Radio broadcasting is one of the media platforms used to reach a wide range of audience. In today’s generation where everything seems to evolve to the digital, broadcasting in effect, quickens its pace to go with the flow – to avoid getting left out, to maintain their authority in disseminating news and information, and to avoid a possible total phase out. As for the future of the different media, the challenges are great and the competition remains intense.
I believe newspapers face the greatest of these challenges because the fast pace of life makes it difficult for the target audience to pause and read relatively lengthy articles. Television, on the other hand, still leads in information dissemination and entertainment in households. As for the radio, many deem this as obsolete in the sense that it is nothing different from televisions and social media, but astonishingly, radio tops the Nielsen Audio Today 2016 study for audience share. It’s a surprise that radio still reigns supreme despite the notion of being old-fashioned. Even the Millennials have their own favorite radio stations.
How then, is this platform able to sustain their popularity? What are the moves radio businesses make to break this myth? Here’s what everybody should know.
Benefits of Radio Broadcasting
Practicality and Productivity. The thing about televisions and social media is that you’re forced to watch and read everything. There may be videos to listen to, but how about your internet connection or cable subscription? Don’t they have deadlines? These platforms need certain requirements for consumers to avail their services. Though it may be the trend, nothing beats the easy-as-pie thingamajig called radio. Almost all radio stations have strong frequencies, making them accessible almost anywhere. Plus the inexpensive stereos in the market, the one in your car or phones, the radio is definitely practical.
Advertisements. Despite the radio’s large audience share, their advertising rates remain affordable compared to TV and print ads. With their adoption of the social media to many of their programs, there is a significant increase in sales and it will continue to rise in 2020. Contrary to popular belief, the radio industry is still alive and well.
Music. News and music come to mind when you say radio, so much so for the latter. It appears that music has become a staple element in radio broadcasting, and stations continue to experiment and recreate their platform through the years to offer something different and unique. Furthermore, the intimacy between the disk jockey (DJ) and the listener is quite exclusive. Say for example, you’re alone in your room listening to romantic playlists and late night calls to vent out just about anything is something only your stereo can provide.
Local and National Issues. Recent epidemic outbreaks and political turmoil all over the world are just a few of those that make it to the headlines. The older generation loves to get updated, so an impaired sight and motor skills pose as a hindrance to their being well-informed. Yes, an impaired hearing is also an obstacle, but that’s another story.
Radio stations prove to be efficient locally, as well as nationwide. They are still revered as an authority, so live interviews of some of the biggest names in different fields are not much of a problem. Not everything can be given by social media, TV stations, and newsprints, and if ever they’re unavailable, the radio is a good alternative.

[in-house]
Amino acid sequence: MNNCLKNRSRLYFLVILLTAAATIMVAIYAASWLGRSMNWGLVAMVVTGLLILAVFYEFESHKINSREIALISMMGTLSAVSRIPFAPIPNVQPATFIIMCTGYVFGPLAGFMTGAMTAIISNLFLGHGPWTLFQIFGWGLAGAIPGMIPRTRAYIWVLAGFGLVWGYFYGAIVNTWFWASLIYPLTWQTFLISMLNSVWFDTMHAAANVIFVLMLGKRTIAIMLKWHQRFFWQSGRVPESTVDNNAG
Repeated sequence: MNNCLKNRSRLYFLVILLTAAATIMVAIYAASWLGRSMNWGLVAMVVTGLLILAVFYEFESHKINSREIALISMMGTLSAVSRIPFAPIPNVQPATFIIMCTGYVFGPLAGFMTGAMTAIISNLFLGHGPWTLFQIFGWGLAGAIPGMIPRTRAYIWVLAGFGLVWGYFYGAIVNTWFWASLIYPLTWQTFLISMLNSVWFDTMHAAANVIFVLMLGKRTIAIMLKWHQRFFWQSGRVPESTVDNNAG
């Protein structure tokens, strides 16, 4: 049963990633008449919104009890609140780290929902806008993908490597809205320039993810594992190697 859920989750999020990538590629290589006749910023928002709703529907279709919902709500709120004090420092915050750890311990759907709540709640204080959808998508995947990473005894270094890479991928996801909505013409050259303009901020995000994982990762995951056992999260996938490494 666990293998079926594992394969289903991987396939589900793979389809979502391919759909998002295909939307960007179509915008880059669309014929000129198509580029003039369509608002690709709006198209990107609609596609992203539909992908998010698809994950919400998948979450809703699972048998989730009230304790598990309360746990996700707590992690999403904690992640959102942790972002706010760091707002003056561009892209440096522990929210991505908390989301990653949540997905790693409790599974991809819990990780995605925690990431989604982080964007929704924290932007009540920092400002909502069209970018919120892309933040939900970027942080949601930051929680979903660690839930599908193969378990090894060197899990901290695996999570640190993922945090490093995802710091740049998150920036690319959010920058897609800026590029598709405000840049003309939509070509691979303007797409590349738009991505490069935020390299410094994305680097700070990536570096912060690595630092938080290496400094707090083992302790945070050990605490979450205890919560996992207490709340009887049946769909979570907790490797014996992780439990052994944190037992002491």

Bold Moves for Sustainability
Social Media. Maintaining the uniqueness of radio broadcasting, while invading social media is proven to be tricky. However, with the power of information technology and talented experts, revolutionizing radio broadcasting won’t be that complicated.
Some regular radio programs are posted live on Facebook, improving their reach further. Intermittent frequencies won’t be a nuisance anymore. If ever you’re states or oceans away from home, you’ll still get posted with the latest happenings back home.
Subscriptions. In relation to going live on social media, radio broadcasting stations have another take on making a wider reach now. Due to the diaspora phenomenon, people are obliged to migrate either for work, study or travel. Seeing this as an opportunity, radio stations either merge with other companies (oftentimes television stations) or create their own websites, to cater to customers in other countries.
The power of the Internet knows no limits, so foreign subscription sites are widely available like the Delicast for South Koreans and PinoyOnlineTV for Filipinos. They just are two of the few groups of people who migrate to other countries for work and study, others even become naturalized citizens. With that taken into consideration, broadcasting stations invest on these business prospects.
Podcasts. These revolutionary apps allow people to download missed radio programs. They have a complete package of downloadable files in their archives. Other radio stations adopt this style, allowing their avid listeners download or listen to their previous episodes. Some may be free, but frequent access to their sites can be converted to sales. You know the drill.
To sum it all up, radio broadcasting reigns supreme among other media platforms, because of its benefits, practicality, and adaptability. Had they given up the fight before, this platform would’ve become a thing of the past. However, along with newspapers, they continue to push forward. We can learn a valuable lesson from its evolution, and that’s being versatile in this generation. Coming up with creative spins for businesses is key to surviving the struggle. There’s no such thing as a perfect method, but learning to be flexible and open-minded is enough. So, who says radio is obsolete?